Teaching Through Trade Books
Energy is one of the crosscutting concepts that bridges different disciplines in the Next Generation Science Standards (NGSS Lead States 2013). In the activities presented this month, younger students examine how energy is produced by the Sun and reaches the Earth as sunlight, which warms the Earth’s surface. Students also explore how materials of different colors absorb or reflect sunlight at different rates. Through simple investigations, students determine that different materials can be used to protect themselves from the Sun’s energy. Older students examine how the energy from the Sun is the basis for all of the life on Earth and how it progresses through food chains and food webs. They develop food chains and food webs to show how all begins with plants, which get their energy from the Sun.
To discuss the ideas of Sun and shade, identify whether black or white objects absorb or reflect the Sun’s energy, and use that information to build a structure that reduces the warming effect of sunlight on the area.
Begin by showing students an umbrella and ask them when they would use an umbrella. Although the common answer is “when it is raining,” continue to prompt students for other times and, if necessary, show them either a picture of a beach umbrella or the cover of the book to help them generate additional answers. Once students understand that an umbrella is often used at the beach or at home on a patio, ask them to consider why they would use an umbrella at the beach.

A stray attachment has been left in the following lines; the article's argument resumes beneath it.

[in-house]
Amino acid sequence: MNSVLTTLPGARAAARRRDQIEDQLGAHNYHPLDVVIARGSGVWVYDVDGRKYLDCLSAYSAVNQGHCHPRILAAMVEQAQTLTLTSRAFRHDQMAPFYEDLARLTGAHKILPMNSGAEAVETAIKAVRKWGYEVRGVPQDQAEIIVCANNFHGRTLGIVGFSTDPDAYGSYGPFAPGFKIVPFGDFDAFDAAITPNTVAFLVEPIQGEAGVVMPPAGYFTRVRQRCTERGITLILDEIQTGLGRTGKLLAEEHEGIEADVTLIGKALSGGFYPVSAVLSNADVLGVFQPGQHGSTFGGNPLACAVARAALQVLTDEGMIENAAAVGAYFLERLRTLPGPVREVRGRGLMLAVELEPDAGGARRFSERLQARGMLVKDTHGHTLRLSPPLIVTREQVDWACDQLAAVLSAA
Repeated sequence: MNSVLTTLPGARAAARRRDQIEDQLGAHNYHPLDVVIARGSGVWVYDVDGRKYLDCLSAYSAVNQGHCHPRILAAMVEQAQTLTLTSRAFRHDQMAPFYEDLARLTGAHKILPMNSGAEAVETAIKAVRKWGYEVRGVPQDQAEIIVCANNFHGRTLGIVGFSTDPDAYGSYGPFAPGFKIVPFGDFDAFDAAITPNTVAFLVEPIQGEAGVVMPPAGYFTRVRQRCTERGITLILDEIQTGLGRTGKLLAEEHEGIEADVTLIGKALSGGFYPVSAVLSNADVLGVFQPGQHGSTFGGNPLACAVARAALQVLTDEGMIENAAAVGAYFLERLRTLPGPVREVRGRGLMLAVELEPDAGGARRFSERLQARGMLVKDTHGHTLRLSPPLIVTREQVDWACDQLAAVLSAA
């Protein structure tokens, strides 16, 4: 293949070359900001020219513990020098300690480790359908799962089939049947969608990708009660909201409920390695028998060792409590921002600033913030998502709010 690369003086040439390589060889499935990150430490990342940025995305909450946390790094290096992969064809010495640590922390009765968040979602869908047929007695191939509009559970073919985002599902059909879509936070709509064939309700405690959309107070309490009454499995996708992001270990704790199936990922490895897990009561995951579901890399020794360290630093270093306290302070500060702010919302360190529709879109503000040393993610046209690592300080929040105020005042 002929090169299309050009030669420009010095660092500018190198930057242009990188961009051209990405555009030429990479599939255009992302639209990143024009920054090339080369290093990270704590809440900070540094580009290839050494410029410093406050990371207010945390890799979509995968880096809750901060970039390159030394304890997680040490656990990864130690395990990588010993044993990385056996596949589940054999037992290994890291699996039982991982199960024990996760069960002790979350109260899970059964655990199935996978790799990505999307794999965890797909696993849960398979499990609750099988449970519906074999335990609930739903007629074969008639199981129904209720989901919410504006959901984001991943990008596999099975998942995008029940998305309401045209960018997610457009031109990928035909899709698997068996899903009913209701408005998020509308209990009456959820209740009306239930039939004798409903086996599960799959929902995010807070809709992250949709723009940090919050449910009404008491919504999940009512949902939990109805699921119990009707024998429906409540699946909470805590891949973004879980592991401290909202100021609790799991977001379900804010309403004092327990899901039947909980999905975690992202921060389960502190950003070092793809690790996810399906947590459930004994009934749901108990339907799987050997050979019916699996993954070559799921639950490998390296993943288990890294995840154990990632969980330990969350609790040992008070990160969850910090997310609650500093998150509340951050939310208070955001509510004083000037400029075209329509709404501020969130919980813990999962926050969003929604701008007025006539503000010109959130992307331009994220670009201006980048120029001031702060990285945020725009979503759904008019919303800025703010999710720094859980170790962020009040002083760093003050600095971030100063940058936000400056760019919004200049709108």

Read Sun and Shade to students. After reading it through once, ask students to discuss the following questions. Refer back to the story if necessary.
In this activity, students examine how sunlight warms the Earth’s surface, explore how colors absorb or reflect light, and determine how that impacts the temperature of an object or place. Begin this exploration by providing students with a sheet of black construction paper and a sheet of white construction paper. Ask them to consider the color of clothing a person would wear in the summer in warm locations and in the winter when it is cooler. Although there are other variables to consider when dressing for different temperatures, such as fiber, texture, and weight associated with clothing types, the goal here is to help students focus on the color of the clothing. Ask students, “If you only had T-shirts that were black or white, which would they prefer to wear to a warm location?” Allow students time to consider this question and then discuss their reasoning. Most students, without realizing it, will associate the color white with staying cooler or being cooler (think snow, ice, etc.).
Next, ask students to place a small, clear plastic cup or sealable bag with an ice cube in it on each sheet of paper, and place the sheets of paper in a sunny area such as on a windowsill or, if possible, outside on the playground. Then, repeat the activity, but this time, place the ice cube under each sheet of paper. Throughout both of these trials, students should first make a prediction and then record their observations on the What Happens to the Ice Cube student data sheet (see NSTA Connection).